Declaration of Independence (repost)

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It’s been awhile since I’ve read the Declaration of Independence, but I think it is an amazing document. As I read it last night on my iPhone, head propped up on several pillows from the comfort of my very comfortable bed in my very comfortable, air conditioned house while sipping on an iced cold Diet Coke that I was able to purchase by getting into my late model Jeep and driving 5 minutes to the grocery store, something occurred to me. Something that has been come to my attention more and more as of late. I take a lot of things for granted. Things that people left their homelands to seek; that men and women have fought and died for.

No, not my bed, or house, or Diet Coke, or car. Sure, I take those for granted, too. No, what I take for granted is the right to pursue the desire for all these creature comforts. Nothing on the aforementioned list is of great importance to me, but if I were to be denied the right to choose any of those things, or if I was told someone else with more authority would chose them for me, I wouldn’t like it. Not one bit.

I don’t talk politics on this blog. But as I read this document written and signed 235 years ago, it occurred to me that many have forgotten (if they ever knew) the reasons the founding fathers felt compelled to write it in the first place. If it’s been awhile since you’ve read it, I invite you to read it with a fresh perspective in light of the political climate of this country. Our United States of America. And remember that We the People are we, the people.

In Congress, July 4, 1776

The unanimous Declaration of the thirteen united States of America

When in the Course of human events, it becomes necessary for one people to dissolve the political bands which have connected them with another, and to assume among the powers of the earth, the separate and equal station to which the Laws of Nature and of Nature’s God entitle them, a decent respect to the opinions of mankind requires that they should declare the causes which impel them to the separation.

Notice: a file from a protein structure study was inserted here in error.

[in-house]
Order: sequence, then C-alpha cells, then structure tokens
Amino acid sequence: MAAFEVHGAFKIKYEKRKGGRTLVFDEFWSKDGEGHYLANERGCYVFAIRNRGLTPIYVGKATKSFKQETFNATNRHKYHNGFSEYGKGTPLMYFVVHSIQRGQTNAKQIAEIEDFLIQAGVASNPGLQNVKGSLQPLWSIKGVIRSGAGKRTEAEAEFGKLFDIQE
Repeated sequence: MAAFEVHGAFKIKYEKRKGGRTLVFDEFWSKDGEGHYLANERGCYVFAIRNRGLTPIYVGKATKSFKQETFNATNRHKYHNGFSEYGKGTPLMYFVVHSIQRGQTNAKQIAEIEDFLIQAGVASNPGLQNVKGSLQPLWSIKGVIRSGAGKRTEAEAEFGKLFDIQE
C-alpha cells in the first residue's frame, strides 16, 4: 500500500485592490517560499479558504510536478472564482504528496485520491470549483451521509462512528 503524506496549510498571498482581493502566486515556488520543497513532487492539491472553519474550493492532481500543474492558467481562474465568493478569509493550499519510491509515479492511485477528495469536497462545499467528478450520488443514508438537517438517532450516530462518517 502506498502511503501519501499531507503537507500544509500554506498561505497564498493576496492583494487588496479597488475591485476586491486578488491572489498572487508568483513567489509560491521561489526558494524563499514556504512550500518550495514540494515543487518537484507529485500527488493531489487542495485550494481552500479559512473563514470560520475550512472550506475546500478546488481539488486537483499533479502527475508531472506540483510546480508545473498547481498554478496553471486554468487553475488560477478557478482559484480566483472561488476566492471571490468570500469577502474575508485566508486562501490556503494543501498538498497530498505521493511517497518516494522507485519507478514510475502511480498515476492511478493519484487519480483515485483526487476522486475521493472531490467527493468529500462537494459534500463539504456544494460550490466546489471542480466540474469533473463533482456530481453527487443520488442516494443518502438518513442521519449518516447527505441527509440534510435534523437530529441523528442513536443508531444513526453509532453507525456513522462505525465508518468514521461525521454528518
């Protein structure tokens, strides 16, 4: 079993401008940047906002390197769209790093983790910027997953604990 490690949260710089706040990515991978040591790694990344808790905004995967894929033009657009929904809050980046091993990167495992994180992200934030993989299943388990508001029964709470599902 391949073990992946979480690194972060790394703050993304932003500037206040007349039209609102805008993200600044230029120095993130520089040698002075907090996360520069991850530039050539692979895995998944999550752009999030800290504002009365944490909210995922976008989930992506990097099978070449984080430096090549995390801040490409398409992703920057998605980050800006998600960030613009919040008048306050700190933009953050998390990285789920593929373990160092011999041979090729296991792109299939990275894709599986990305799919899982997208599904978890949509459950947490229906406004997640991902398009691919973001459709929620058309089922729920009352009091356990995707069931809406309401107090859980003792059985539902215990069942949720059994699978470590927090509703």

We hold these truths to be self-evident, that all men are created equal, that they are endowed by their Creator with certain unalienable Rights, that among these are Life, Liberty and the pursuit of Happiness. That to secure these rights, Governments are instituted among Men, deriving their just Powers from the consent of the governed, — That whenever any Form of Government becomes destructive of these ends, it is the Right of the People to alter or to abolish it, and to institute new Government, laying its foundation on such principles and organizing its powers in such form, as to them shall seem most likely to effect their Safety and Happiness. Prudence, indeed, will dictate that Governments long established should not be changed for light and transient causes; and accordingly all experience hath shewn, that mankind are more disposed to suffer, while evils are sufferable, than to right themselves by abolishing the forms to which they are accustomed. But when a long train of abuses and usurpations, pursuing invariably the same Object evinces a design to reduce them under absolute Despotism, it is their right, it is their duty, to throw off such Government, and to provide new guards for their future security — Such has been the patient sufferance of these Colonies; and such is now the necessity which constrains them to alter their former Systems of Government. — The history of the present King of Great Britain is a history of repeated injuries and usurpations, all having in direct object the establishment of an absolute Tyranny over these States. To prove this, let facts be submitted to a candid world.

He has refused his Assent to Laws, the most wholesome and necessary for the public good.

He has forbidden his Governors to pass Laws of immediate and pressing importance, unless suspended in their operation till his Assent should be obtained; and when so suspended, he has utterly neglected to attend to them.

He has refused to pass other Laws for the accommodation of large districts of people, unless those people would relinquish the right of Representation in the Legislature, a right inestimable to them and formidable to tyrants only.